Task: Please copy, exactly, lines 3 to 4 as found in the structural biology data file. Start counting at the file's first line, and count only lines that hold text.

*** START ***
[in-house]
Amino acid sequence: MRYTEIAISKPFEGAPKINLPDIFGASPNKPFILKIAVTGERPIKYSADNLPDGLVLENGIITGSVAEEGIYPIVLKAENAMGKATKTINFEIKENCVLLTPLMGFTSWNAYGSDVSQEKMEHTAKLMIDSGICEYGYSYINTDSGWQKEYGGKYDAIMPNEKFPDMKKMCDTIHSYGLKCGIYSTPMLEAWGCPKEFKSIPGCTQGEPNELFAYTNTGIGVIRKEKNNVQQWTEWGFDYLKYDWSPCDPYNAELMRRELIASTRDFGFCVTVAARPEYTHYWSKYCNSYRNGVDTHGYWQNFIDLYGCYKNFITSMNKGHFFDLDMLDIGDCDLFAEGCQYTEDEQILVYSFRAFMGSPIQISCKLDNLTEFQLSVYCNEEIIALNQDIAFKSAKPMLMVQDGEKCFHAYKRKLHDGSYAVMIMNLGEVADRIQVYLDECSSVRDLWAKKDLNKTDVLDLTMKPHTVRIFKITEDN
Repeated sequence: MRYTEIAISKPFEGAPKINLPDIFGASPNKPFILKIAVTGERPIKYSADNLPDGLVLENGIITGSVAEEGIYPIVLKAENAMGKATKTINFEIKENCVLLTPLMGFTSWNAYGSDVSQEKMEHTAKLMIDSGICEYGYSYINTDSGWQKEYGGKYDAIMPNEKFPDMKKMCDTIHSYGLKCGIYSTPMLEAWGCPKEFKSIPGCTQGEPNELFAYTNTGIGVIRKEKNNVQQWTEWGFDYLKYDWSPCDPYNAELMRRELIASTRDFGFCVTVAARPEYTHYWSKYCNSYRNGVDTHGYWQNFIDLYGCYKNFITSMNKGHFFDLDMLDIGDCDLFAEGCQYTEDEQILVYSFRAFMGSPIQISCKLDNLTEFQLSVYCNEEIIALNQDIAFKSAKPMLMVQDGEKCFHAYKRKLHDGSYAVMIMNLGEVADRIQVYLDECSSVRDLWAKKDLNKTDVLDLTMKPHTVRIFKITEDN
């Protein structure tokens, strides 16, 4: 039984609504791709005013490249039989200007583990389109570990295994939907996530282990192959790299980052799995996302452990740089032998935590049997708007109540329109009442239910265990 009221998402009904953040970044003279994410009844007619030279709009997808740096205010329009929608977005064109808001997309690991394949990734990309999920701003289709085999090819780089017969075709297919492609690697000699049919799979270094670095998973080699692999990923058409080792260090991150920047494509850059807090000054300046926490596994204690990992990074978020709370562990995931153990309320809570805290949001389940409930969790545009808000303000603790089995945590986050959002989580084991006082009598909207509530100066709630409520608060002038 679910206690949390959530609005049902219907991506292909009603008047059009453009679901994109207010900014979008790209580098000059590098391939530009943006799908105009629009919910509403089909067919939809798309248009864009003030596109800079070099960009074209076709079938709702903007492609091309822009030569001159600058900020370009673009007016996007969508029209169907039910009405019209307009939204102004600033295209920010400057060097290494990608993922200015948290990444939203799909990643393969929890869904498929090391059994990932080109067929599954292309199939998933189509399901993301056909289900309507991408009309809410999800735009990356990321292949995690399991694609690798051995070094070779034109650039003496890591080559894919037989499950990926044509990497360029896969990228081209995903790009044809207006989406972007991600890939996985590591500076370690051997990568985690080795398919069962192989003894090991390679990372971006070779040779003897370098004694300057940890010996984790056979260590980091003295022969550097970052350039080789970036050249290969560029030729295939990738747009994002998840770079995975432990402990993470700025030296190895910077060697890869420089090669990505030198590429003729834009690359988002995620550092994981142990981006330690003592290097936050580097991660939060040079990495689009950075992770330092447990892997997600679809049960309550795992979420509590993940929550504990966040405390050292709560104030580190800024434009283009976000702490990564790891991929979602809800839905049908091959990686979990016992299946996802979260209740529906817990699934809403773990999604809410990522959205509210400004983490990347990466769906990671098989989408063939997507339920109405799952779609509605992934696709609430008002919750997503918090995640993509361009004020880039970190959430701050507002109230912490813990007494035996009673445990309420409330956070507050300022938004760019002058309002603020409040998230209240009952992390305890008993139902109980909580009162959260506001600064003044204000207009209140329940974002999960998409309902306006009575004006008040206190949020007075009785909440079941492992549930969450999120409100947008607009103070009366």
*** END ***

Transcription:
Repeated sequence: MRYTEIAISKPFEGAPKINLPDIFGASPNKPFILKIAVTGERPIKYSADNLPDGLVLENGIITGSVAEEGIYPIVLKAENAMGKATKTINFEIKENCVLLTPLMGFTSWNAYGSDVSQEKMEHTAKLMIDSGICEYGYSYINTDSGWQKEYGGKYDAIMPNEKFPDMKKMCDTIHSYGLKCGIYSTPMLEAWGCPKEFKSIPGCTQGEPNELFAYTNTGIGVIRKEKNNVQQWTEWGFDYLKYDWSPCDPYNAELMRRELIASTRDFGFCVTVAARPEYTHYWSKYCNSYRNGVDTHGYWQNFIDLYGCYKNFITSMNKGHFFDLDMLDIGDCDLFAEGCQYTEDEQILVYSFRAFMGSPIQISCKLDNLTEFQLSVYCNEEIIALNQDIAFKSAKPMLMVQDGEKCFHAYKRKLHDGSYAVMIMNLGEVADRIQVYLDECSSVRDLWAKKDLNKTDVLDLTMKPHTVRIFKITEDN
């Protein structure tokens, strides 16, 4: 039984609504791709005013490249039989200007583990389109570990295994939907996530282990192959790299980052799995996302452990740089032998935590049997708007109540329109009442239910265990 009221998402009904953040970044003279994410009844007619030279709009997808740096205010329009929608977005064109808001997309690991394949990734990309999920701003289709085999090819780089017969075709297919492609690697000699049919799979270094670095998973080699692999990923058409080792260090991150920047494509850059807090000054300046926490596994204690990992990074978020709370562990995931153990309320809570805290949001389940409930969790545009808000303000603790089995945590986050959002989580084991006082009598909207509530100066709630409520608060002038 679910206690949390959530609005049902219907991506292909009603008047059009453009679901994109207010900014979008790209580098000059590098391939530009943006799908105009629009919910509403089909067919939809798309248009864009003030596109800079070099960009074209076709079938709702903007492609091309822009030569001159600058900020370009673009007016996007969508029209169907039910009405019209307009939204102004600033295209920010400057060097290494990608993922200015948290990444939203799909990643393969929890869904498929090391059994990932080109067929599954292309199939998933189509399901993301056909289900309507991408009309809410999800735009990356990321292949995690399991694609690798051995070094070779034109650039003496890591080559894919037989499950990926044509990497360029896969990228081209995903790009044809207006989406972007991600890939996985590591500076370690051997990568985690080795398919069962192989003894090991390679990372971006070779040779003897370098004694300057940890010996984790056979260590980091003295022969550097970052350039080789970036050249290969560029030729295939990738747009994002998840770079995975432990402990993470700025030296190895910077060697890869420089090669990505030198590429003729834009690359988002995620550092994981142990981006330690003592290097936050580097991660939060040079990495689009950075992770330092447990892997997600679809049960309550795992979420509590993940929550504990966040405390050292709560104030580190800024434009283009976000702490990564790891991929979602809800839905049908091959990686979990016992299946996802979260209740529906817990699934809403773990999604809410990522959205509210400004983490990347990466769906990671098989989408063939997507339920109405799952779609509605992934696709609430008002919750997503918090995640993509361009004020880039970190959430701050507002109230912490813990007494035996009673445990309420409330956070507050300022938004760019002058309002603020409040998230209240009952992390305890008993139902109980909580009162959260506001600064003044204000207009209140329940974002999960998409309902306006009575004006008040206190949020007075009785909440079941492992549930969450999120409100947008607009103070009366």